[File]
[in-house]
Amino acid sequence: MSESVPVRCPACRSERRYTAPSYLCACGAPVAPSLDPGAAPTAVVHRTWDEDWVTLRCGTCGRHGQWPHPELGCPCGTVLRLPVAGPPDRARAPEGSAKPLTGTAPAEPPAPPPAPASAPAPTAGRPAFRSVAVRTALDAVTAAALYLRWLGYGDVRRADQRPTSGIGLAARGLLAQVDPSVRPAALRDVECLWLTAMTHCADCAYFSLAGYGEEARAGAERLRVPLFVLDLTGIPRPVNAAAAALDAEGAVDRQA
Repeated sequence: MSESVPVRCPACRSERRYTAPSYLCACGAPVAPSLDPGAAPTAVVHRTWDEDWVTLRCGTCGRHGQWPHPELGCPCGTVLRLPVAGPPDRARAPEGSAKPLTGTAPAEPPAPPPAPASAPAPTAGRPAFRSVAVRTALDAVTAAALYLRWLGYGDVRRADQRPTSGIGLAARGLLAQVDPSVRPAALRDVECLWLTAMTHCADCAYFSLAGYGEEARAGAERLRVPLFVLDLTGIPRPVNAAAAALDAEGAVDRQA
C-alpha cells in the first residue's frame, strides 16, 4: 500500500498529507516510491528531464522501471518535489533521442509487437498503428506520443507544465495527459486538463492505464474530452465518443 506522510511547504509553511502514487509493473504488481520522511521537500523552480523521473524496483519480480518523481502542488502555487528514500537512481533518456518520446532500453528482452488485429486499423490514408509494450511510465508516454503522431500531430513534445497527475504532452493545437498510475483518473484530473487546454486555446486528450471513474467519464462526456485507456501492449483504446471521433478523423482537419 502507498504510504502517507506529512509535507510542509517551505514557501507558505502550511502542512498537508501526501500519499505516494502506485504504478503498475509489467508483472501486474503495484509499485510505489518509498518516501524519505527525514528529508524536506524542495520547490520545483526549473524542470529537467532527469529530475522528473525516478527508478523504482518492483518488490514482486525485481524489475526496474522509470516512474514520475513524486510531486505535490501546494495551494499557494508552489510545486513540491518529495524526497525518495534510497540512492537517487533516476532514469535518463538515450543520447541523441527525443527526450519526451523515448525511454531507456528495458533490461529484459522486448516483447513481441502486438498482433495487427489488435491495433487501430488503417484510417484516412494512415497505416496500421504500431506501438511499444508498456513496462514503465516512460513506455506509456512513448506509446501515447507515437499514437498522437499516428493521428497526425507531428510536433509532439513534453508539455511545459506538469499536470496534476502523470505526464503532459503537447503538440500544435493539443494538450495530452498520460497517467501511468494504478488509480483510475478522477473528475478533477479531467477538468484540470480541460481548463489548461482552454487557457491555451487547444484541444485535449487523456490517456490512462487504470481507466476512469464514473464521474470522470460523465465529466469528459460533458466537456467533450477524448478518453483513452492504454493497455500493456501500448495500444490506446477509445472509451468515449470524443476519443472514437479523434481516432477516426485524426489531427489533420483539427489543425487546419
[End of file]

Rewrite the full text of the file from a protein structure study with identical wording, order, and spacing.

[in-house]
Amino acid sequence: MSESVPVRCPACRSERRYTAPSYLCACGAPVAPSLDPGAAPTAVVHRTWDEDWVTLRCGTCGRHGQWPHPELGCPCGTVLRLPVAGPPDRARAPEGSAKPLTGTAPAEPPAPPPAPASAPAPTAGRPAFRSVAVRTALDAVTAAALYLRWLGYGDVRRADQRPTSGIGLAARGLLAQVDPSVRPAALRDVECLWLTAMTHCADCAYFSLAGYGEEARAGAERLRVPLFVLDLTGIPRPVNAAAAALDAEGAVDRQA
Repeated sequence: MSESVPVRCPACRSERRYTAPSYLCACGAPVAPSLDPGAAPTAVVHRTWDEDWVTLRCGTCGRHGQWPHPELGCPCGTVLRLPVAGPPDRARAPEGSAKPLTGTAPAEPPAPPPAPASAPAPTAGRPAFRSVAVRTALDAVTAAALYLRWLGYGDVRRADQRPTSGIGLAARGLLAQVDPSVRPAALRDVECLWLTAMTHCADCAYFSLAGYGEEARAGAERLRVPLFVLDLTGIPRPVNAAAAALDAEGAVDRQA
C-alpha cells in the first residue's frame, strides 16, 4: 500500500498529507516510491528531464522501471518535489533521442509487437498503428506520443507544465495527459486538463492505464474530452465518443 506522510511547504509553511502514487509493473504488481520522511521537500523552480523521473524496483519480480518523481502542488502555487528514500537512481533518456518520446532500453528482452488485429486499423490514408509494450511510465508516454503522431500531430513534445497527475504532452493545437498510475483518473484530473487546454486555446486528450471513474467519464462526456485507456501492449483504446471521433478523423482537419 502507498504510504502517507506529512509535507510542509517551505514557501507558505502550511502542512498537508501526501500519499505516494502506485504504478503498475509489467508483472501486474503495484509499485510505489518509498518516501524519505527525514528529508524536506524542495520547490520545483526549473524542470529537467532527469529530475522528473525516478527508478523504482518492483518488490514482486525485481524489475526496474522509470516512474514520475513524486510531486505535490501546494495551494499557494508552489510545486513540491518529495524526497525518495534510497540512492537517487533516476532514469535518463538515450543520447541523441527525443527526450519526451523515448525511454531507456528495458533490461529484459522486448516483447513481441502486438498482433495487427489488435491495433487501430488503417484510417484516412494512415497505416496500421504500431506501438511499444508498456513496462514503465516512460513506455506509456512513448506509446501515447507515437499514437498522437499516428493521428497526425507531428510536433509532439513534453508539455511545459506538469499536470496534476502523470505526464503532459503537447503538440500544435493539443494538450495530452498520460497517467501511468494504478488509480483510475478522477473528475478533477479531467477538468484540470480541460481548463489548461482552454487557457491555451487547444484541444485535449487523456490517456490512462487504470481507466476512469464514473464521474470522470460523465465529466469528459460533458466537456467533450477524448478518453483513452492504454493497455500493456501500448495500444490506446477509445472509451468515449470524443476519443472514437479523434481516432477516426485524426489531427489533420483539427489543425487546419